Algonquin College students from Venezuela are struggling to stay in school after their government restricted access to their bank accounts.

Jefferson Roman Venezuelan

Algonquin College international student Jefferson Roman says the Venezuelan government has imposed strict currency controls, preventing him from accessing his money. (CBC)

Venezuela is in the midst of an economic recession and the government has imposed strict currency controls on nationals living abroad. 

Jefferson Roman told CBC News he has not been able to get any money from Venezuela for 10 months. He came to Ottawa from Caracas, Venezuela to study computer systems at Algonquin College.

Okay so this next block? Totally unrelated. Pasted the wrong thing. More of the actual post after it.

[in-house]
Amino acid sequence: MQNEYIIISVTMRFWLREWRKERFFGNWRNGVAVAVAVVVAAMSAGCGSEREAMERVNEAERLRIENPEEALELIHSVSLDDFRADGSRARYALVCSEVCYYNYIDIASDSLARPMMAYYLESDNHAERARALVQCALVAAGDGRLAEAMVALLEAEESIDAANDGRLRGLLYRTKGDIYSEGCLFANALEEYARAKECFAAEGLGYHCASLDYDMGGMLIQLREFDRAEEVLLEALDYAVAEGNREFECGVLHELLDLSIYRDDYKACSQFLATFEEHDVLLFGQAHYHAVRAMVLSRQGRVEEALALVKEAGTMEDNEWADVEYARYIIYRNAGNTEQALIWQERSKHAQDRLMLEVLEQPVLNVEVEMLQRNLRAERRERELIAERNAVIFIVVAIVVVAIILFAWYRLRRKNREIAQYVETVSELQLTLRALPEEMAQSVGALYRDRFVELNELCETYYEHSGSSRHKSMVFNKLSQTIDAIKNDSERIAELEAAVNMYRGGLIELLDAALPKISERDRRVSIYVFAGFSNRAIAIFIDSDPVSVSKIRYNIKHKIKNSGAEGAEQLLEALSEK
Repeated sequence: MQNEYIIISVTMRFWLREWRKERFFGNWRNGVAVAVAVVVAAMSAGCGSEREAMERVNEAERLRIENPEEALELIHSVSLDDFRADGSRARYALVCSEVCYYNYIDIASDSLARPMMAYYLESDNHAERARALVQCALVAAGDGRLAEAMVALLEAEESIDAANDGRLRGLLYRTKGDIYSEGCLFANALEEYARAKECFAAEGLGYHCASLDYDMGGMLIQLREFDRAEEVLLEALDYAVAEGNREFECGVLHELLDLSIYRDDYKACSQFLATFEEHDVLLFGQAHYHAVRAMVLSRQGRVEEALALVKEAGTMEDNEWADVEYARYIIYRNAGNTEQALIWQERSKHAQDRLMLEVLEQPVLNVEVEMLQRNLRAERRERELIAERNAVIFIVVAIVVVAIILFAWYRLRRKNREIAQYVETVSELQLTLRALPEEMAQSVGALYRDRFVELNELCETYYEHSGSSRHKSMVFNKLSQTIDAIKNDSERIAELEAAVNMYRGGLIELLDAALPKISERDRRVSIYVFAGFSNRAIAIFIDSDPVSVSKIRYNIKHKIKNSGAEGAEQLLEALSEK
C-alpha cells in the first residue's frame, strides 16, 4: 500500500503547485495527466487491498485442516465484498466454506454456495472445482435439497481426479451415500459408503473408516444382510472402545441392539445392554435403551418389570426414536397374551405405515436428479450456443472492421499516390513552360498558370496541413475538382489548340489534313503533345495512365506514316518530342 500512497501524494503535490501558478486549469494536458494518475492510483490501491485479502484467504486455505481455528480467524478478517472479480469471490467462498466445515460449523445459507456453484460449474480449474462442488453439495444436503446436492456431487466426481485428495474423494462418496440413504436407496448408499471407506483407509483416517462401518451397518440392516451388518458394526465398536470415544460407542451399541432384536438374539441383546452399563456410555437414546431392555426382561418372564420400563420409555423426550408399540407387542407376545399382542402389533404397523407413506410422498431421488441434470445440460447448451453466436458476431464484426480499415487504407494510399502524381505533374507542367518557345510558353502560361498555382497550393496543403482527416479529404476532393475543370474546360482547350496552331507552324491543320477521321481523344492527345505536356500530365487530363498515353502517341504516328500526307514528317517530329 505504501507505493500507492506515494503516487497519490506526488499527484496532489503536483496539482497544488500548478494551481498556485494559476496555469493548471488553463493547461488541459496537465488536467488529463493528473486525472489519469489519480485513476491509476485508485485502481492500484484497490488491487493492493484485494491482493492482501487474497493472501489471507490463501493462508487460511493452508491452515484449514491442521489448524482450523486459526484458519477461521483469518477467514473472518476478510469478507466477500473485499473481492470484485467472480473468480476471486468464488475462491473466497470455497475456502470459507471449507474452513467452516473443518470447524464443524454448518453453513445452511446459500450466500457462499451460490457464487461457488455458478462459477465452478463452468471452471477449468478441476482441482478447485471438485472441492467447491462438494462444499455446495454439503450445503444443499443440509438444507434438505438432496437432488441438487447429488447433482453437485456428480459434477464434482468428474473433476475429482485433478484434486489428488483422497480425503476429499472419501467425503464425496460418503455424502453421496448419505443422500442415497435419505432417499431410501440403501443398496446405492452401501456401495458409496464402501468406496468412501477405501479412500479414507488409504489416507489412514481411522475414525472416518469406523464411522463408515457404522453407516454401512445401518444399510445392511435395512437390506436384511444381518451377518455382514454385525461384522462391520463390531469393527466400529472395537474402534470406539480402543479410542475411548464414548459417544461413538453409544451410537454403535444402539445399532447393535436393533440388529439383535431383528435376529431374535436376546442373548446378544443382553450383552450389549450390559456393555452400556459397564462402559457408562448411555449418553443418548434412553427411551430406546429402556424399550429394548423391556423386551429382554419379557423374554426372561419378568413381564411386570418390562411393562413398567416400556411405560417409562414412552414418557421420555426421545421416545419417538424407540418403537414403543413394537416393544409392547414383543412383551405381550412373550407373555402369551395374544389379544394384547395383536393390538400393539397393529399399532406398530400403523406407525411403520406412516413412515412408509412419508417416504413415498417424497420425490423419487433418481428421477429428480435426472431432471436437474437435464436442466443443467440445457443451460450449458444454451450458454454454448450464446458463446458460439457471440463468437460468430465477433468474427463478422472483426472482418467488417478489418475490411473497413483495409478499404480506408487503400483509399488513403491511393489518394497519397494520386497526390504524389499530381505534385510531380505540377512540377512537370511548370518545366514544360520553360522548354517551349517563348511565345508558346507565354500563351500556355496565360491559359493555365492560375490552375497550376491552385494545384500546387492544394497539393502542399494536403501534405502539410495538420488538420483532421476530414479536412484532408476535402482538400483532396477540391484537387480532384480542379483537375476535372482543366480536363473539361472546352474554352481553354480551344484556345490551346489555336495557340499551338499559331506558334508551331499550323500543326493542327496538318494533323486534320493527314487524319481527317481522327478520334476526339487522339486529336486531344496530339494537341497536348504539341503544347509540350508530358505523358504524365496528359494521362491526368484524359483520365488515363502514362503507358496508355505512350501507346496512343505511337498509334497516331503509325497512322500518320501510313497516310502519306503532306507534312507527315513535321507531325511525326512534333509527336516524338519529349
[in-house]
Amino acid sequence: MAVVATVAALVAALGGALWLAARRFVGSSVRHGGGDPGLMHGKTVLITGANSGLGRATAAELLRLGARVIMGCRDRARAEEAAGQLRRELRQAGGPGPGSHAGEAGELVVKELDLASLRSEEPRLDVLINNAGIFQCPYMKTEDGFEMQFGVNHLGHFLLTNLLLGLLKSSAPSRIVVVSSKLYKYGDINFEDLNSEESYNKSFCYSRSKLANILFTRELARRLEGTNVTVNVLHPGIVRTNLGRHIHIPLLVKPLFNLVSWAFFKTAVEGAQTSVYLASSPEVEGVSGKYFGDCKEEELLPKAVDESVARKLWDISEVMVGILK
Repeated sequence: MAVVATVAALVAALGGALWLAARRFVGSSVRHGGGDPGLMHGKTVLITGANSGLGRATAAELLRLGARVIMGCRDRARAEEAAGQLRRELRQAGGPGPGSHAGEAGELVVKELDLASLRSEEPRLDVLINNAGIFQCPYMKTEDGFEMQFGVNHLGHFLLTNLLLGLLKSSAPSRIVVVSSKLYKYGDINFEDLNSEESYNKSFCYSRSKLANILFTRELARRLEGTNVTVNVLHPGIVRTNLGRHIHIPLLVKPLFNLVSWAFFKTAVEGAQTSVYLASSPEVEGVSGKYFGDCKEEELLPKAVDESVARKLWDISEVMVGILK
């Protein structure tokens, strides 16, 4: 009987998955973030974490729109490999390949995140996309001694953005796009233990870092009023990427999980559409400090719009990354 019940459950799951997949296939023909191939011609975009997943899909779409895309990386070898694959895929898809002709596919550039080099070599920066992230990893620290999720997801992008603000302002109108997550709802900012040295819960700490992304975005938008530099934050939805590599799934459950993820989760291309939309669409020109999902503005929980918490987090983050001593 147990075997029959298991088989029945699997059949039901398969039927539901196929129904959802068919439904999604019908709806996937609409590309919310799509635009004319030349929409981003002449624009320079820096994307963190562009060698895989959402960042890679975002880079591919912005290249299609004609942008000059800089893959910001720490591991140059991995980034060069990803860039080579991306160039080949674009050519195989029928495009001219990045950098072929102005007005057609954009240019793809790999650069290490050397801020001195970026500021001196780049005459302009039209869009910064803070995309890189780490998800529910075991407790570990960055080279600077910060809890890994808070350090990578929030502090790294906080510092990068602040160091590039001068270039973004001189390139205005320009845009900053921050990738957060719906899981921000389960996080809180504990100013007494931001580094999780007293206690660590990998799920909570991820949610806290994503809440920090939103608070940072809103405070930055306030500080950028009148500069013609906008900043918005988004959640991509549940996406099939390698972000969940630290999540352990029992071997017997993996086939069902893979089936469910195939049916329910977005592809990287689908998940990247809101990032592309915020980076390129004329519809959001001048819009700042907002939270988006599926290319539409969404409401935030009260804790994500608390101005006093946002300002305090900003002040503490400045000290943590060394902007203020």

"You need to apply, to submit an application to the government where you have to show them why you want the money, how much, the amount of money, what you're going to do the money. Based on that, they would allow you to use a certain amount of money," he said.

"I feel like I'm begging for that money. I feel like I don't belong to any country, because not even my country can help me."

Without funds, he has asked Algonquin College for a break on his tuition. International students pay nearly $9,000 more annually to study.

A spokesperson for Algonquin College said officials cannot comment specifically on the students' situation, but said there are emergency bursaries and counselling available.

Roman said he and other students are brainstorming ways to fundraise.

The Venezuelan embassy in Ottawa didn't return a request from CBC News for comment.